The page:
Online capacity building workshops on Hidden WASH are now available to book for organisations across the WASH sector
This half-day capacity development workshop uses empirical findings from Ghana and the UK to introduce the ‘hidden’ WASH needs of perimenopausal women aged in their late 40s and 50s, expanding current understandings of equity and inclusion.
We have more in common as researchers, and there are many areas where our paths cross and we seldom notice. Let’s make conscious efforts to work across our silos, not within, to truly leave no one behind.
It is fundamental that we start using a rights-based approach to support the welfare of sanitation workers.
The one-day workshop enabled the research leads to reflect on the project and the processes of doing the research, particularly during the COVID-19 pandemic.
The final day of the Sanitation Workers Forum focused on participation in workshops to establish how labour rights can be effectively connected to sanitation, and how those working to support sanitation workers to realise their rights can learn lessons from other sectors.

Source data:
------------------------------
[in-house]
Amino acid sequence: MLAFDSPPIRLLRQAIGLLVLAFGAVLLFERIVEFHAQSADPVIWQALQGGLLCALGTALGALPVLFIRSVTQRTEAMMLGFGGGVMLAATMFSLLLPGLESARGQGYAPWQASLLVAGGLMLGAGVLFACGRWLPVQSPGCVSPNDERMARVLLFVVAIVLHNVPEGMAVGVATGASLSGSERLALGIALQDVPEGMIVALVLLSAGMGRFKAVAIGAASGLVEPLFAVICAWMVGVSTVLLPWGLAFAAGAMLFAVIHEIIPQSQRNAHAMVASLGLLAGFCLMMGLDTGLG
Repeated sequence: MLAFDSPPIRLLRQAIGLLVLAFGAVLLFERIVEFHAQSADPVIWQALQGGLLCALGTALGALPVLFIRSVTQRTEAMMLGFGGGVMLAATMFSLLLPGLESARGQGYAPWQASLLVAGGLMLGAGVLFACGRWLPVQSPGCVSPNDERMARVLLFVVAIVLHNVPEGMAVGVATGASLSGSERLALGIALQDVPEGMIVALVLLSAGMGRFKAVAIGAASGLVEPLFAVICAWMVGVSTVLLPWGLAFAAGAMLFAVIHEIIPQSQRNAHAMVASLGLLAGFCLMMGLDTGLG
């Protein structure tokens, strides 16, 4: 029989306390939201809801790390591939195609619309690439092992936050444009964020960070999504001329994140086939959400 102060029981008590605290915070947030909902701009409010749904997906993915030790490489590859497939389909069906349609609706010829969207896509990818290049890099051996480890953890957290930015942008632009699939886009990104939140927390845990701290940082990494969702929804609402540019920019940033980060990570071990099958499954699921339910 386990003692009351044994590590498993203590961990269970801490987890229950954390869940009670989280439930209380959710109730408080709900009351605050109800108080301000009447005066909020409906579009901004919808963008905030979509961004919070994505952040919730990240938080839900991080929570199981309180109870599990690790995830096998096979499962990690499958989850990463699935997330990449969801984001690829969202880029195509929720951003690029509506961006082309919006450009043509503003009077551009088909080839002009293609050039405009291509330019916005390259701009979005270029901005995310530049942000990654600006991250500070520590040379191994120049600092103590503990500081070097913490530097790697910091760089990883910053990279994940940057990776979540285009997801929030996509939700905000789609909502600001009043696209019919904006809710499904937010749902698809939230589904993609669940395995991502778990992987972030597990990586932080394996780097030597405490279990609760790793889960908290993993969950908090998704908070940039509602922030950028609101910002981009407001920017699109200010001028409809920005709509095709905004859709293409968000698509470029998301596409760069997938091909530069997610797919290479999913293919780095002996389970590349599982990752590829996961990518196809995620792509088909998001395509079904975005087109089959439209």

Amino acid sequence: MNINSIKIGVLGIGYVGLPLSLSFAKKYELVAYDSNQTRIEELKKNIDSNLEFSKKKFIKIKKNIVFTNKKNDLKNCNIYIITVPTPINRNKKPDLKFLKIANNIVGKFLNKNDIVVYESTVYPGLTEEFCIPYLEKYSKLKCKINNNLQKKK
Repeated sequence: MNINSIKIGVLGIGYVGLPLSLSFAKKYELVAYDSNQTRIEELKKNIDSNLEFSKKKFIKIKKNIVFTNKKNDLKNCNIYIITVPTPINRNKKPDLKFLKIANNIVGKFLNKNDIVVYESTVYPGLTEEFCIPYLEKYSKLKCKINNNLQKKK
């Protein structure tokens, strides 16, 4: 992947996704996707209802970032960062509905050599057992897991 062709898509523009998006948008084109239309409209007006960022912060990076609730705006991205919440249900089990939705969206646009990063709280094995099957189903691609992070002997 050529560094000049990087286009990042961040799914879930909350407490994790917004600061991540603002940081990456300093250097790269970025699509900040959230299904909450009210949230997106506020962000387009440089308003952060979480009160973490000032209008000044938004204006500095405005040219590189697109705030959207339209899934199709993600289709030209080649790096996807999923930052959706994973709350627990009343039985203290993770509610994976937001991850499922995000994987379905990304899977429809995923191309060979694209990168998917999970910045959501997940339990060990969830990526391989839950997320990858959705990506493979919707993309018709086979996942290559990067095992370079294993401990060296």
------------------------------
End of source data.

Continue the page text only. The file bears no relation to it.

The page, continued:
Recognising sanitation workers and giving them the protections and benefits they are entitled to should be a priority moving forward.
The second day of the Sanitation Workers Forum explored intersectionality, the challenges of COVID-19, occupational health and safety, and sanitation worker representation.
A recognition of manual scavenging as a form of modern slavery, representation of the different individuals involved in sanitation in different contexts and a reflection on the history of sanitation work are key learnings to take forward.
Our new paper in the Journal of Water, Sanitation and Hygiene for Development, The hidden WASH needs of perimenopausal women, reveals the experiences of women in Ghana who are at the time when their periods will permanently stop, at the menopause, taking a journey through a stage called the perimenopause.